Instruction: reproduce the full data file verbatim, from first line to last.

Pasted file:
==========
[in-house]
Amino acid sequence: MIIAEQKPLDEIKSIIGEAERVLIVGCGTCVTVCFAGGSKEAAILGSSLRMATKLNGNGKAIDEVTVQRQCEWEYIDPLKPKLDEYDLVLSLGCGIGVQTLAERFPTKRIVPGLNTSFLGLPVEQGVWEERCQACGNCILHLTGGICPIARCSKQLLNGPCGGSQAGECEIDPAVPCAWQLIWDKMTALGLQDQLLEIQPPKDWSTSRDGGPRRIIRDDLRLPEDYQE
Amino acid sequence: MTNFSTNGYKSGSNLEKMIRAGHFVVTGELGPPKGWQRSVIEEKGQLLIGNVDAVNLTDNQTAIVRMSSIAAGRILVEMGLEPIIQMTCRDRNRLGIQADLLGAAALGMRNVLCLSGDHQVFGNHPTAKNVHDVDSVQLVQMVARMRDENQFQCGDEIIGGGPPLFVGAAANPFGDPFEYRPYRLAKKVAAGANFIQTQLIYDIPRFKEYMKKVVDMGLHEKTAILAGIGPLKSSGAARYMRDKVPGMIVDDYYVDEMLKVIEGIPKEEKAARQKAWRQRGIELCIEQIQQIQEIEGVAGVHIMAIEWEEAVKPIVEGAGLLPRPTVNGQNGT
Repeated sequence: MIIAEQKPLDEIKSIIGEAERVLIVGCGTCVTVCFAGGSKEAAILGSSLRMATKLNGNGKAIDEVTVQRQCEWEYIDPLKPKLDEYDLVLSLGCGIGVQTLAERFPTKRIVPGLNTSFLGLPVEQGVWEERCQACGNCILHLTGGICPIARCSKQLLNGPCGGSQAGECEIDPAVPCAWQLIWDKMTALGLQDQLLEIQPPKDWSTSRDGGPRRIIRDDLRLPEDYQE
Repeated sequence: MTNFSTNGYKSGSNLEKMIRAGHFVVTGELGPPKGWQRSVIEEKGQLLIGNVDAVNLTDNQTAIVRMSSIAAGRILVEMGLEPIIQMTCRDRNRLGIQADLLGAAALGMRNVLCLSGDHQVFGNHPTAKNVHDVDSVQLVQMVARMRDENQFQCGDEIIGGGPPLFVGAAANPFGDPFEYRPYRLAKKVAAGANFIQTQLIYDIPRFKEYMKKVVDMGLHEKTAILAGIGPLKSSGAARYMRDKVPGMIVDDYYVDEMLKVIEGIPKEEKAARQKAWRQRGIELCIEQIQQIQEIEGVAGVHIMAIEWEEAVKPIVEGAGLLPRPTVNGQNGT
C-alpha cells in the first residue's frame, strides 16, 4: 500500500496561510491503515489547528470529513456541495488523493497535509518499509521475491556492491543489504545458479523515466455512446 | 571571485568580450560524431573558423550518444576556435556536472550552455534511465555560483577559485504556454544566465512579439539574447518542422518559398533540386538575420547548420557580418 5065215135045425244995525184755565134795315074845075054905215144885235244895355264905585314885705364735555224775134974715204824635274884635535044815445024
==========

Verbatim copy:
[in-house]
Amino acid sequence: MIIAEQKPLDEIKSIIGEAERVLIVGCGTCVTVCFAGGSKEAAILGSSLRMATKLNGNGKAIDEVTVQRQCEWEYIDPLKPKLDEYDLVLSLGCGIGVQTLAERFPTKRIVPGLNTSFLGLPVEQGVWEERCQACGNCILHLTGGICPIARCSKQLLNGPCGGSQAGECEIDPAVPCAWQLIWDKMTALGLQDQLLEIQPPKDWSTSRDGGPRRIIRDDLRLPEDYQE
Amino acid sequence: MTNFSTNGYKSGSNLEKMIRAGHFVVTGELGPPKGWQRSVIEEKGQLLIGNVDAVNLTDNQTAIVRMSSIAAGRILVEMGLEPIIQMTCRDRNRLGIQADLLGAAALGMRNVLCLSGDHQVFGNHPTAKNVHDVDSVQLVQMVARMRDENQFQCGDEIIGGGPPLFVGAAANPFGDPFEYRPYRLAKKVAAGANFIQTQLIYDIPRFKEYMKKVVDMGLHEKTAILAGIGPLKSSGAARYMRDKVPGMIVDDYYVDEMLKVIEGIPKEEKAARQKAWRQRGIELCIEQIQQIQEIEGVAGVHIMAIEWEEAVKPIVEGAGLLPRPTVNGQNGT
Repeated sequence: MIIAEQKPLDEIKSIIGEAERVLIVGCGTCVTVCFAGGSKEAAILGSSLRMATKLNGNGKAIDEVTVQRQCEWEYIDPLKPKLDEYDLVLSLGCGIGVQTLAERFPTKRIVPGLNTSFLGLPVEQGVWEERCQACGNCILHLTGGICPIARCSKQLLNGPCGGSQAGECEIDPAVPCAWQLIWDKMTALGLQDQLLEIQPPKDWSTSRDGGPRRIIRDDLRLPEDYQE
Repeated sequence: MTNFSTNGYKSGSNLEKMIRAGHFVVTGELGPPKGWQRSVIEEKGQLLIGNVDAVNLTDNQTAIVRMSSIAAGRILVEMGLEPIIQMTCRDRNRLGIQADLLGAAALGMRNVLCLSGDHQVFGNHPTAKNVHDVDSVQLVQMVARMRDENQFQCGDEIIGGGPPLFVGAAANPFGDPFEYRPYRLAKKVAAGANFIQTQLIYDIPRFKEYMKKVVDMGLHEKTAILAGIGPLKSSGAARYMRDKVPGMIVDDYYVDEMLKVIEGIPKEEKAARQKAWRQRGIELCIEQIQQIQEIEGVAGVHIMAIEWEEAVKPIVEGAGLLPRPTVNGQNGT
C-alpha cells in the first residue's frame, strides 16, 4: 500500500496561510491503515489547528470529513456541495488523493497535509518499509521475491556492491543489504545458479523515466455512446 | 571571485568580450560524431573558423550518444576556435556536472550552455534511465555560483577559485504556454544566465512579439539574447518542422518559398533540386538575420547548420557580418 5065215135045425244995525184755565134795315074845075054905215144885235244895355264905585314885705364735555224775134974715204824635274884635535044815445024